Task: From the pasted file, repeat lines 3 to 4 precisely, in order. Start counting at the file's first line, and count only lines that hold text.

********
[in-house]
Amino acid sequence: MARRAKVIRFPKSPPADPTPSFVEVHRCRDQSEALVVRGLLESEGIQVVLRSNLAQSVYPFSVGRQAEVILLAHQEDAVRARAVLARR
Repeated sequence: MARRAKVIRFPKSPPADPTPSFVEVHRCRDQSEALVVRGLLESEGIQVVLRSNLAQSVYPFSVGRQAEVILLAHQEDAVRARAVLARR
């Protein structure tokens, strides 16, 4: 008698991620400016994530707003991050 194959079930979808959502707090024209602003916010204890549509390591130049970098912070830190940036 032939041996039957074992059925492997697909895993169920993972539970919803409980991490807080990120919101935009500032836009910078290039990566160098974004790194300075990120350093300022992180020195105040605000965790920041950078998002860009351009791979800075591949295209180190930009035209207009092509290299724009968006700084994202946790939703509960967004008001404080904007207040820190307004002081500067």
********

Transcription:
Repeated sequence: MARRAKVIRFPKSPPADPTPSFVEVHRCRDQSEALVVRGLLESEGIQVVLRSNLAQSVYPFSVGRQAEVILLAHQEDAVRARAVLARR
């Protein structure tokens, strides 16, 4: 008698991620400016994530707003991050 194959079930979808959502707090024209602003916010204890549509390591130049970098912070830190940036 032939041996039957074992059925492997697909895993169920993972539970919803409980991490807080990120919101935009500032836009910078290039990566160098974004790194300075990120350093300022992180020195105040605000965790920041950078998002860009351009791979800075591949295209180190930009035209207009092509290299724009968006700084994202946790939703509960967004008001404080904007207040820190307004002081500067």